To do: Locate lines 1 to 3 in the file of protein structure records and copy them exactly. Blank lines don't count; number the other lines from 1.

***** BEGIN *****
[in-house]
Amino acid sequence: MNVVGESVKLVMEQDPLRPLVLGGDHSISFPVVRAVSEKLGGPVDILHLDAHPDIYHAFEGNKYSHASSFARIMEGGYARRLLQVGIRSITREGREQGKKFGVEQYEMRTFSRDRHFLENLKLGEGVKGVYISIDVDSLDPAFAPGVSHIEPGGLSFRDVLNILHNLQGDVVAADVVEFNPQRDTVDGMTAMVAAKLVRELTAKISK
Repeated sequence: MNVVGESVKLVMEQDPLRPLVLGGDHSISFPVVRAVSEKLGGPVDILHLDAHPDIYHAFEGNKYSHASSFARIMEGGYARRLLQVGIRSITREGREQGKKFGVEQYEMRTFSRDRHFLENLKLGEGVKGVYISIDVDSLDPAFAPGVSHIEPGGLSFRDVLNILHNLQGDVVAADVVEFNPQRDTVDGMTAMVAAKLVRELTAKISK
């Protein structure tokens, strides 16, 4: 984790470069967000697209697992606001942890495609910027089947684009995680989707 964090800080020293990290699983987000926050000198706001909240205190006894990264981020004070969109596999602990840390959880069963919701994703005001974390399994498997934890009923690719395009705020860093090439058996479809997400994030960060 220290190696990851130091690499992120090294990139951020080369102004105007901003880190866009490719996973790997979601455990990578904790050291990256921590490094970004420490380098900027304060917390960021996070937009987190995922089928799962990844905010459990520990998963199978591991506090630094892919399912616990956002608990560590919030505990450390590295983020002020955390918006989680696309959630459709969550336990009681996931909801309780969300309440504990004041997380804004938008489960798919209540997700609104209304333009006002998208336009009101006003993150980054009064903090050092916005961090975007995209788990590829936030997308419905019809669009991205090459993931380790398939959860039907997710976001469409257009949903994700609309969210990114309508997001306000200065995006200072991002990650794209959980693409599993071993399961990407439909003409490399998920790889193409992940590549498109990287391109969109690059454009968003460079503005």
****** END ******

[in-house]
Amino acid sequence: MNVVGESVKLVMEQDPLRPLVLGGDHSISFPVVRAVSEKLGGPVDILHLDAHPDIYHAFEGNKYSHASSFARIMEGGYARRLLQVGIRSITREGREQGKKFGVEQYEMRTFSRDRHFLENLKLGEGVKGVYISIDVDSLDPAFAPGVSHIEPGGLSFRDVLNILHNLQGDVVAADVVEFNPQRDTVDGMTAMVAAKLVRELTAKISK
Repeated sequence: MNVVGESVKLVMEQDPLRPLVLGGDHSISFPVVRAVSEKLGGPVDILHLDAHPDIYHAFEGNKYSHASSFARIMEGGYARRLLQVGIRSITREGREQGKKFGVEQYEMRTFSRDRHFLENLKLGEGVKGVYISIDVDSLDPAFAPGVSHIEPGGLSFRDVLNILHNLQGDVVAADVVEFNPQRDTVDGMTAMVAAKLVRELTAKISK